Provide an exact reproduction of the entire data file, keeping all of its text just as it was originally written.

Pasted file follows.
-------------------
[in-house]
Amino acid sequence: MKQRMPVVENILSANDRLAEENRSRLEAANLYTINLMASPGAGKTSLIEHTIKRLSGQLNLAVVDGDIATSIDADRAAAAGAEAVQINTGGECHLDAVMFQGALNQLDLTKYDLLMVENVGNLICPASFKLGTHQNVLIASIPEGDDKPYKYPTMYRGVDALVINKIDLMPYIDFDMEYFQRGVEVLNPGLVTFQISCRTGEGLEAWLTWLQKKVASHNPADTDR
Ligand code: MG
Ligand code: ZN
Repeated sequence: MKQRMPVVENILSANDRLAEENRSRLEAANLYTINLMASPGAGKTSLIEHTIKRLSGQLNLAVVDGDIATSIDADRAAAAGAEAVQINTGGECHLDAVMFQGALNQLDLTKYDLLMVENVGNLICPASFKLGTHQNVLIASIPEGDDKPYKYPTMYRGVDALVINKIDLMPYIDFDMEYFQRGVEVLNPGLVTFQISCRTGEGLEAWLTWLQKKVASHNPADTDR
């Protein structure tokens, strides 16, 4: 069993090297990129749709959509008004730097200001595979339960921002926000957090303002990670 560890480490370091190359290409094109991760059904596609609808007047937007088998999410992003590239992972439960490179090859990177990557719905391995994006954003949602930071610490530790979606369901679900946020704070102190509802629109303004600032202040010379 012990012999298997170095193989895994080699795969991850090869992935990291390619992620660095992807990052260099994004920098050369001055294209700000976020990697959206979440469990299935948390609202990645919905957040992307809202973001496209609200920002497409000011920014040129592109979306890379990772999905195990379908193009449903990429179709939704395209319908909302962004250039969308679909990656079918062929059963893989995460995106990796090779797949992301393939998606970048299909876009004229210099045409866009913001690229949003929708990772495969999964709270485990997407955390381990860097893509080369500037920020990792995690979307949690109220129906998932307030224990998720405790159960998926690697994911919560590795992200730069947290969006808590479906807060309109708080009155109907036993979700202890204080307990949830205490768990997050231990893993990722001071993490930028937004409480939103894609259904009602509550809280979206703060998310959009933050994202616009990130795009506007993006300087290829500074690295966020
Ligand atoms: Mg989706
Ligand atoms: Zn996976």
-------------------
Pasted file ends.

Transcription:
[in-house]
Amino acid sequence: MKQRMPVVENILSANDRLAEENRSRLEAANLYTINLMASPGAGKTSLIEHTIKRLSGQLNLAVVDGDIATSIDADRAAAAGAEAVQINTGGECHLDAVMFQGALNQLDLTKYDLLMVENVGNLICPASFKLGTHQNVLIASIPEGDDKPYKYPTMYRGVDALVINKIDLMPYIDFDMEYFQRGVEVLNPGLVTFQISCRTGEGLEAWLTWLQKKVASHNPADTDR
Ligand code: MG
Ligand code: ZN
Repeated sequence: MKQRMPVVENILSANDRLAEENRSRLEAANLYTINLMASPGAGKTSLIEHTIKRLSGQLNLAVVDGDIATSIDADRAAAAGAEAVQINTGGECHLDAVMFQGALNQLDLTKYDLLMVENVGNLICPASFKLGTHQNVLIASIPEGDDKPYKYPTMYRGVDALVINKIDLMPYIDFDMEYFQRGVEVLNPGLVTFQISCRTGEGLEAWLTWLQKKVASHNPADTDR
């Protein structure tokens, strides 16, 4: 069993090297990129749709959509008004730097200001595979339960921002926000957090303002990670 560890480490370091190359290409094109991760059904596609609808007047937007088998999410992003590239992972439960490179090859990177990557719905391995994006954003949602930071610490530790979606369901679900946020704070102190509802629109303004600032202040010379 012990012999298997170095193989895994080699795969991850090869992935990291390619992620660095992807990052260099994004920098050369001055294209700000976020990697959206979440469990299935948390609202990645919905957040992307809202973001496209609200920002497409000011920014040129592109979306890379990772999905195990379908193009449903990429179709939704395209319908909302962004250039969308679909990656079918062929059963893989995460995106990796090779797949992301393939998606970048299909876009004229210099045409866009913001690229949003929708990772495969999964709270485990997407955390381990860097893509080369500037920020990792995690979307949690109220129906998932307030224990998720405790159960998926690697994911919560590795992200730069947290969006808590479906807060309109708080009155109907036993979700202890204080307990949830205490768990997050231990893993990722001071993490930028937004409480939103894609259904009602509550809280979206703060998310959009933050994202616009990130795009506007993006300087290829500074690295966020
Ligand atoms: Mg989706
Ligand atoms: Zn996976």